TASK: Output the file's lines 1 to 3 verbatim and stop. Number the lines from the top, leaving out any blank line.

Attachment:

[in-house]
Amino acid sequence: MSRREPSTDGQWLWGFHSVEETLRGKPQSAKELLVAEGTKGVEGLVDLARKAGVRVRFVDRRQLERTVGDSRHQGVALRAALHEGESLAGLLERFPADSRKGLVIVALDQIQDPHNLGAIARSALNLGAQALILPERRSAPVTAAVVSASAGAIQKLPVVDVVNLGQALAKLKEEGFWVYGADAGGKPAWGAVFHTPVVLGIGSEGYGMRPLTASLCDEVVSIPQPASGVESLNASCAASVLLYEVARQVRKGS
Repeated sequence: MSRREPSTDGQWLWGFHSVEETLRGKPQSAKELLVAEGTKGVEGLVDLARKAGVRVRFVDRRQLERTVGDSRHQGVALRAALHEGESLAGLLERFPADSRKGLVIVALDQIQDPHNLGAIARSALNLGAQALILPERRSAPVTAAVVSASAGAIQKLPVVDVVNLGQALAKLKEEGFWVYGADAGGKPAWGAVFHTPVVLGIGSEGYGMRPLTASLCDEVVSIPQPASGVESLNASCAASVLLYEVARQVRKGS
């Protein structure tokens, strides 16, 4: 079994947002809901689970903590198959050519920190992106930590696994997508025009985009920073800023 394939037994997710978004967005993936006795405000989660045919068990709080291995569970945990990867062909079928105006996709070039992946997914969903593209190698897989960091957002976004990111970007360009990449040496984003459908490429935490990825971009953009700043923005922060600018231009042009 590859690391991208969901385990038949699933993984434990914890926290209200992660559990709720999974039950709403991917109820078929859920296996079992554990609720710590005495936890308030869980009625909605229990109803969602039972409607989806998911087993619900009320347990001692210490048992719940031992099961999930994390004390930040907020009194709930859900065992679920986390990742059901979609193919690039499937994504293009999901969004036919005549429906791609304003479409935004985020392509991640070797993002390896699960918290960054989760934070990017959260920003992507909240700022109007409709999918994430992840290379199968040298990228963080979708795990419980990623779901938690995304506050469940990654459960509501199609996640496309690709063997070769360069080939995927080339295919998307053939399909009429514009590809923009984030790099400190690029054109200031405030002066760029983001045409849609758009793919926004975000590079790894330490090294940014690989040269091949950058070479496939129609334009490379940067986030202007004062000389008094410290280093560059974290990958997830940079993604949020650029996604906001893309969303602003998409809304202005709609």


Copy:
[in-house]
Amino acid sequence: MSRREPSTDGQWLWGFHSVEETLRGKPQSAKELLVAEGTKGVEGLVDLARKAGVRVRFVDRRQLERTVGDSRHQGVALRAALHEGESLAGLLERFPADSRKGLVIVALDQIQDPHNLGAIARSALNLGAQALILPERRSAPVTAAVVSASAGAIQKLPVVDVVNLGQALAKLKEEGFWVYGADAGGKPAWGAVFHTPVVLGIGSEGYGMRPLTASLCDEVVSIPQPASGVESLNASCAASVLLYEVARQVRKGS
Repeated sequence: MSRREPSTDGQWLWGFHSVEETLRGKPQSAKELLVAEGTKGVEGLVDLARKAGVRVRFVDRRQLERTVGDSRHQGVALRAALHEGESLAGLLERFPADSRKGLVIVALDQIQDPHNLGAIARSALNLGAQALILPERRSAPVTAAVVSASAGAIQKLPVVDVVNLGQALAKLKEEGFWVYGADAGGKPAWGAVFHTPVVLGIGSEGYGMRPLTASLCDEVVSIPQPASGVESLNASCAASVLLYEVARQVRKGS